It’s just another day. So what that, many years ago, you happened to be born on that day. Yes, I am talking about birthdays. Evidently when it’s your birthday it means people should treat you nicely, let you do what you want, write you cards, and shower you with gifts. We’d probably all like that treatment the other 364 days too, right? But on your birthday I guess everyone deserves a little special treatment. Well, my birthday was this past weekend, and it was pretty much perfect.
The day started like any other Sunday, but things were a bit easier. I got the kids up and they didn’t give me a hard time. No whining about Sunday school. No negotiating outfits. I didn’t once have to say “that’s not appropriate to wear to Temple!” They made their own breakfast, not requiring much help. The kids had made me nice cards that said nice things about me. I guess one day a year they can get temporary amnesia. I dropped them off for Sunday school and headed over to my usual Sunday spot to catch up on some work. Yes, I work on my birthday.
To put myself in a good mood, I started with my CFO tasks. Think Scrooge McDuck counting his stacks of money. That’s me. Scrooge McIncite making sure everything adds up and every cent is accounted for. I did some writing – Scrooge McIncite gets things done. I got ahead of my mountain of work before I head out on my golf weekend.
Then I got to watch football. All day. The Falcons won. The Giants won. The Panthers, Eagles, and Redskins lost. It was a pretty good day for my teams. The Giants game was televised on local TV, and through the magic of DVR I could record both the Falcons and the Giants and not miss anything. How lucky is that?
Then my family took me out to a great dinner. I splurged quite a bit. Huge breakfast burrito for dinner. That’s right, I can eat a breakfast burrito for dinner. It’s my birthday, and that’s how I roll. Then I had some cheesecake to top off the cholesterol speedball. When was the last time I did that? Evidently rules don’t apply on your birthday. The servers had no candles, and they sang Happy Birthday to me, which I didn’t let ruin my day.
In fact, nothing was going to ruin my day. Even when the Saints came back and won the Sunday night game. As I snuggled into my bed at the end of a perfect day, I did take a minute to reflect on how lucky I am. I don’t allow myself to do that too often or for too long, because once he’s done counting today’s receipts Scrooge McIncite starts thinking about where tomorrow’s money is going to come from. But the next day will be here soon enough, so one day a year I can doze off thinking happy thoughts.
Photo credits: Scrooge McDuck: Investment Counselor window in Mickey’s Toontown originally uploaded by Loren Javier
We’re back at work on a variety of blog series, so here is a list of the research currently underway. Remember you can get our Heavy Feed via RSS, where you can get all our content in its unabridged glory. And you can get all our research papers too.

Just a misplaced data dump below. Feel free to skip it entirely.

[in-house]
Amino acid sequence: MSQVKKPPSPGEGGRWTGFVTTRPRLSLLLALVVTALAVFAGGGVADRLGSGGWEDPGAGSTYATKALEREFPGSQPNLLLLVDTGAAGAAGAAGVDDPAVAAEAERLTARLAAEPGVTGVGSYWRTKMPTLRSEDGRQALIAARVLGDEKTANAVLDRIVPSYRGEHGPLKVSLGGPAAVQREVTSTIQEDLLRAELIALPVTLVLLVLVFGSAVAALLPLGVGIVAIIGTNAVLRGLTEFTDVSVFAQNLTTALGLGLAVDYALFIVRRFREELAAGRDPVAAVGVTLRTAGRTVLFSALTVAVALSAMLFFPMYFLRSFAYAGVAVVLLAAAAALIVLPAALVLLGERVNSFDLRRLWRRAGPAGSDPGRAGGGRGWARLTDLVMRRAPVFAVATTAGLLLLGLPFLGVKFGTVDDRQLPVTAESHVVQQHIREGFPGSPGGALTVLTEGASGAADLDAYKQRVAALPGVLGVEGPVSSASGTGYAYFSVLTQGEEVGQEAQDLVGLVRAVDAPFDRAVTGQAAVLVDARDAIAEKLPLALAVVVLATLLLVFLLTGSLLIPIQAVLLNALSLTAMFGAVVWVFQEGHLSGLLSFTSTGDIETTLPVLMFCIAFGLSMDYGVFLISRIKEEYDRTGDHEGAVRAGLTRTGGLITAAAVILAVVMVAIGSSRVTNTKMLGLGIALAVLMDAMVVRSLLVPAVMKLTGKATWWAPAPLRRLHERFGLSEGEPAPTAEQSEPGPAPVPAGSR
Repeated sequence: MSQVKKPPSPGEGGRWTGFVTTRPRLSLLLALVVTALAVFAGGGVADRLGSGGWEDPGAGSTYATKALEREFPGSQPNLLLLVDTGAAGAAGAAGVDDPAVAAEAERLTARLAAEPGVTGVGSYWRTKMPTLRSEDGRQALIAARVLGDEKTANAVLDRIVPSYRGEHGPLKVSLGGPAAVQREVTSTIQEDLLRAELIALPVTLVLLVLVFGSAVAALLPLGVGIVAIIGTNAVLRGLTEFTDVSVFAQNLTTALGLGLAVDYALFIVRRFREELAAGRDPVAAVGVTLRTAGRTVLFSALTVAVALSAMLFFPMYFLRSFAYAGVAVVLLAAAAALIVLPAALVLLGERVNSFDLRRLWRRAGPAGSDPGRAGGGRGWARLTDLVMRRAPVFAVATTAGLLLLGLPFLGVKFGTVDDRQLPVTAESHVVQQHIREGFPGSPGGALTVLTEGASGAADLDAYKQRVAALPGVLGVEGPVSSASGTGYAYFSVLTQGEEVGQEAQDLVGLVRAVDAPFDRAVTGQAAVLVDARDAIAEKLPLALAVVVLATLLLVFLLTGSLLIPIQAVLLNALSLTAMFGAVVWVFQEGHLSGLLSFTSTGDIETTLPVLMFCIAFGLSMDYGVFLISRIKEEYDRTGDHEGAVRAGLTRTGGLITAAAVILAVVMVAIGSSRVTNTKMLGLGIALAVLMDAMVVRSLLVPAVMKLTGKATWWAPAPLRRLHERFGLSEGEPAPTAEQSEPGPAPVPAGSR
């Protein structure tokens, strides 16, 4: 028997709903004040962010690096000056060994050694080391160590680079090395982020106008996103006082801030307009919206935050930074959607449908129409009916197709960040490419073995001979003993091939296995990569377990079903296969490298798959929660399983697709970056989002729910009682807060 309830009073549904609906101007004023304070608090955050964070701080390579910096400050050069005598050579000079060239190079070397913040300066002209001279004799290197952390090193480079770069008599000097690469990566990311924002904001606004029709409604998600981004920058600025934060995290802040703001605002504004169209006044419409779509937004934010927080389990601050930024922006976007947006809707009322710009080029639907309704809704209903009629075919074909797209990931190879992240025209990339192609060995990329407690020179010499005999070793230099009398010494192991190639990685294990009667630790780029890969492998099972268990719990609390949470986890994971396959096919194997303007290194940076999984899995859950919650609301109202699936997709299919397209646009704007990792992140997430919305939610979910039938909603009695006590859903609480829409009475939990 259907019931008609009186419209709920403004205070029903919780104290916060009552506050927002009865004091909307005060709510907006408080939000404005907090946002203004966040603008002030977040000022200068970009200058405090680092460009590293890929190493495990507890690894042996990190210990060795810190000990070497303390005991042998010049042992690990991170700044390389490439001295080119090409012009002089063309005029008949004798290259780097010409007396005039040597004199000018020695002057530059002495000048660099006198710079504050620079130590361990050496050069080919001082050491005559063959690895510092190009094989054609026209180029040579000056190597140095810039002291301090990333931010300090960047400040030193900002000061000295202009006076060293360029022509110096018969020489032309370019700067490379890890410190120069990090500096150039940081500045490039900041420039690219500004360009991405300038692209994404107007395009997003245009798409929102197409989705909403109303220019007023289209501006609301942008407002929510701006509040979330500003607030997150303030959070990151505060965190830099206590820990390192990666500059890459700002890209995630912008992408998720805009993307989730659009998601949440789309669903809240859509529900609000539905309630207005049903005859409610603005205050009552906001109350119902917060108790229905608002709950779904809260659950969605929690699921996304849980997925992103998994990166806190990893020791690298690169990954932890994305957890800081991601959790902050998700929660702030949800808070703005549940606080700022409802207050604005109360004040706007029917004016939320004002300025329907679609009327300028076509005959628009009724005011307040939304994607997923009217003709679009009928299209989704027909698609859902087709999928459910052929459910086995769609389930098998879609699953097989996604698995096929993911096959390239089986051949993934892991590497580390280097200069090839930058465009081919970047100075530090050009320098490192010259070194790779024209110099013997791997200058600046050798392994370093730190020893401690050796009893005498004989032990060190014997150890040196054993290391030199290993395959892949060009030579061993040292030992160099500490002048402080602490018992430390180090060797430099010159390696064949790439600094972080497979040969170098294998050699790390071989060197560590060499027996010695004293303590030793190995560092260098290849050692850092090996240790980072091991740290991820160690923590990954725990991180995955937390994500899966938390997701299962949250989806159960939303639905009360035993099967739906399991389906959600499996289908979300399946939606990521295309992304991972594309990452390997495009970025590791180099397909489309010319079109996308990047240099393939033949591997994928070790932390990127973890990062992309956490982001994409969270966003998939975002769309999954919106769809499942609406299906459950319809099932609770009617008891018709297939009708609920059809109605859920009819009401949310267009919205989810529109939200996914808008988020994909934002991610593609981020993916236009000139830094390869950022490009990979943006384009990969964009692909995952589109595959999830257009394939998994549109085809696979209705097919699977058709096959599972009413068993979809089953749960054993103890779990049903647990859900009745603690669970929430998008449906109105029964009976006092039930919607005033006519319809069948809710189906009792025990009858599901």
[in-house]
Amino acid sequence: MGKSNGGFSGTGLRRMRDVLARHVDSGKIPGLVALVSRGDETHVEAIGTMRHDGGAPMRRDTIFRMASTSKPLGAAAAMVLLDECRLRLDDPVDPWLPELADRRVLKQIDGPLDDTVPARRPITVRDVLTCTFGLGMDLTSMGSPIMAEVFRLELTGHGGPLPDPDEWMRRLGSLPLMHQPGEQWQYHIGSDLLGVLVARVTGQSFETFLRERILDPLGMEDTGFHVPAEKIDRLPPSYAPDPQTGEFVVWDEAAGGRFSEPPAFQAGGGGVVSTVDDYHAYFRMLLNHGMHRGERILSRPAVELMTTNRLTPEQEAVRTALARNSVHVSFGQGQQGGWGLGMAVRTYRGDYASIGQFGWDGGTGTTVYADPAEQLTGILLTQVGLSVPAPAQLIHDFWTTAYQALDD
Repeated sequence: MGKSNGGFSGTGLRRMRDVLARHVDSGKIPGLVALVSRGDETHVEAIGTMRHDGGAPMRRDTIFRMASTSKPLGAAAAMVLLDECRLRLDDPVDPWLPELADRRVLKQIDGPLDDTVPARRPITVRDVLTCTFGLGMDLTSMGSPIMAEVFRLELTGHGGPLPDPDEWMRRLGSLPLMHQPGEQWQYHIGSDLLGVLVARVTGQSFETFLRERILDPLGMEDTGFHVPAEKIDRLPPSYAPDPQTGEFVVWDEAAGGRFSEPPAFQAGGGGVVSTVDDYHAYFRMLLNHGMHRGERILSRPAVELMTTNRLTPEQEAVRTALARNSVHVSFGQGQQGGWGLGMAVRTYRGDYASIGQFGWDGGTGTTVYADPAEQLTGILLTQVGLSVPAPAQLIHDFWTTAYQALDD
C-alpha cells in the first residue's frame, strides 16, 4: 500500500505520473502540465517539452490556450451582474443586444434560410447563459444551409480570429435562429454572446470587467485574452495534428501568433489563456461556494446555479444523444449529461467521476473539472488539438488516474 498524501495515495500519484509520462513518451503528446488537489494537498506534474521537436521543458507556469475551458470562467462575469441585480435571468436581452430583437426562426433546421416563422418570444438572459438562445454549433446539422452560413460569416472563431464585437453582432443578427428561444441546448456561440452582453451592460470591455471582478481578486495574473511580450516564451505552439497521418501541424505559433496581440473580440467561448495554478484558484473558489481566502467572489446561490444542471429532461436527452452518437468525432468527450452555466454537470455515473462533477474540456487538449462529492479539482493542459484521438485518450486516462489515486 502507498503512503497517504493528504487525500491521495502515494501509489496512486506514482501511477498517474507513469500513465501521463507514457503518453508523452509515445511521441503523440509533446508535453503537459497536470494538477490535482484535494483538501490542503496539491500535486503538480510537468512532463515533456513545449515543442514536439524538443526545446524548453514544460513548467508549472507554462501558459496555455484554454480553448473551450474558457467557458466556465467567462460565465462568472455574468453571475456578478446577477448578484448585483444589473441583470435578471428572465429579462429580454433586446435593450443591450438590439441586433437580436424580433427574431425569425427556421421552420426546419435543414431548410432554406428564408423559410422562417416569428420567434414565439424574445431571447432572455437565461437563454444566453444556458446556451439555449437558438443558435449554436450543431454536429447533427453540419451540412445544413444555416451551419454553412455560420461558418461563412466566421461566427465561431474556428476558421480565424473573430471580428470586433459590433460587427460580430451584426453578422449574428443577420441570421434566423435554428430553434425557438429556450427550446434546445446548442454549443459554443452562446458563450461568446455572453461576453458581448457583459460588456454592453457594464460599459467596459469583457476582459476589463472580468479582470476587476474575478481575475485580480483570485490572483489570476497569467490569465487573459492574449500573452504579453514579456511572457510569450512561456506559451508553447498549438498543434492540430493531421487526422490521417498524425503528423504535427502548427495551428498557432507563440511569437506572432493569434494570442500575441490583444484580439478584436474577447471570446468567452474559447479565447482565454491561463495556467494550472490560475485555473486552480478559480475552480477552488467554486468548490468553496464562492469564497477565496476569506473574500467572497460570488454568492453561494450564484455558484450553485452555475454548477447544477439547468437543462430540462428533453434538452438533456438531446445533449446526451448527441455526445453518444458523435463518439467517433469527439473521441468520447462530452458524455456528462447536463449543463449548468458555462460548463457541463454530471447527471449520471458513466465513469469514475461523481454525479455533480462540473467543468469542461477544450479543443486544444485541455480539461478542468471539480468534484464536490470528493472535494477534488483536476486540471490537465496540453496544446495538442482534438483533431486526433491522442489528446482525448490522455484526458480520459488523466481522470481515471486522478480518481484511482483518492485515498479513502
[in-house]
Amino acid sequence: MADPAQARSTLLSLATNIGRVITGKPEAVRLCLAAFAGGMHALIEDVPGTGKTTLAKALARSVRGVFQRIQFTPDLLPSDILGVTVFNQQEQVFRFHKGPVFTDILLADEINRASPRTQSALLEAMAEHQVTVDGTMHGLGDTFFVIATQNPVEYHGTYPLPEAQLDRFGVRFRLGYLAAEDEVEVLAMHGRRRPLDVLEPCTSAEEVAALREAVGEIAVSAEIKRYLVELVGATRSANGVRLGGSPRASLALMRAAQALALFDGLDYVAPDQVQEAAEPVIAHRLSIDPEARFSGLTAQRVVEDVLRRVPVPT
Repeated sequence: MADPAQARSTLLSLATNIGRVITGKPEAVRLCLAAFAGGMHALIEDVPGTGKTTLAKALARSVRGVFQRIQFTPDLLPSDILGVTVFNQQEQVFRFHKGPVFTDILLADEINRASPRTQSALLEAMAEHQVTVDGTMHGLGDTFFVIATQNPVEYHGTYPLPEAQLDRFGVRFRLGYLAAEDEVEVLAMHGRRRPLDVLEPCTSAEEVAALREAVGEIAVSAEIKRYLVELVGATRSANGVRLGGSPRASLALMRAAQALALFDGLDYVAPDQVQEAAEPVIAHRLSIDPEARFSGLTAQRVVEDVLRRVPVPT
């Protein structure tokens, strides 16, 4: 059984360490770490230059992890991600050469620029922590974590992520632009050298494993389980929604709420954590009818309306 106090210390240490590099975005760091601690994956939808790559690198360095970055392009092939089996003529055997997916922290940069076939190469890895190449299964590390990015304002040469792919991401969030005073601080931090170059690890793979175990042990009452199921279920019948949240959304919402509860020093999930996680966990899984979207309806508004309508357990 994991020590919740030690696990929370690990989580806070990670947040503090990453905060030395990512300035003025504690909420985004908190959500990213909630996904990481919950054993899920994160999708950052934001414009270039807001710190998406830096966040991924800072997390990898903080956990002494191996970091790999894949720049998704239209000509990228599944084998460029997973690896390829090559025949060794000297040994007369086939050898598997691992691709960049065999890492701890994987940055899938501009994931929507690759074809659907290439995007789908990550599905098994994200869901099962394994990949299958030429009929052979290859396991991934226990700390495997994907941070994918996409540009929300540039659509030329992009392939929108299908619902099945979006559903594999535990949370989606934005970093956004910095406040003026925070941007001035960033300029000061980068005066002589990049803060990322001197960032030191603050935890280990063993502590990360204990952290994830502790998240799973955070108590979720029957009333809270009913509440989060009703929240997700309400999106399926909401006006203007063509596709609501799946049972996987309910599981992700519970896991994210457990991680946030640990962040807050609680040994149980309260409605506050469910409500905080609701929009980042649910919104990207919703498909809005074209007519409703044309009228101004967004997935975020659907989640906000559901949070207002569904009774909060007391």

Defending Against Denial of Service (DoS) Attacks
Understanding and Selecting Identity Management for Cloud Services
Securing Big Data
Incite 4 U
- The DDoS future is here today: I mentioned it in last week’s Incite, but we have more detail about the DDoS attack on financial firms that happened last week thanks to this great article by Dan Goodin at Ars Technica. As I continuing to push the DoS blog series forward, one of our findings was the need to combine defenses, because eventually the attackers will combine their DoS tactics… like any other multi-faceted attack. Last week’s attacks showed better leverage by using compromised servers instead of compromised consumer devices, providing a 50-100x increase in attack bandwidth. The attacks also showed an ability to hit multiple layers from many places, or one target at a time. This is clear attack evolution, but that doesn’t mean it was state sponsored. It could as easily be more disinformation, attempting to obscure the real attackers. So the DoS arms race resumes. – MR
- OAuthorized depression: For many years I deliberately avoided getting too deep into identity and access (and now, entitlement) management. Why? Because IAM is harder than math. That has started to change as I dig into cloud computing security, because it is very clear that IAM is not only one of the main complexities in cloud deployments, but also a key solution to many problems. So I have been digging into SAML, OAuth, and friends for the past 18 months. One thing that has really depressed me is the state of OAuth 2.0. As Gunnar covers at Dark Reading, we might be losing our dependence on passwords, but OAuth 2.0 stripped out nearly all the mandatory security included in OAuth 1. This is a very big deal because, as we all know, most developers don’t want (and shouldn’t need) to become IAM experts. OAuth 1 effectively made security the default. OAuth 2 is full of a ton of crap, and developers will need to figure out most of it for themselves. This is a major step backwards, and one of the many things fueling the security industry’s alcohol abuse problem. – RM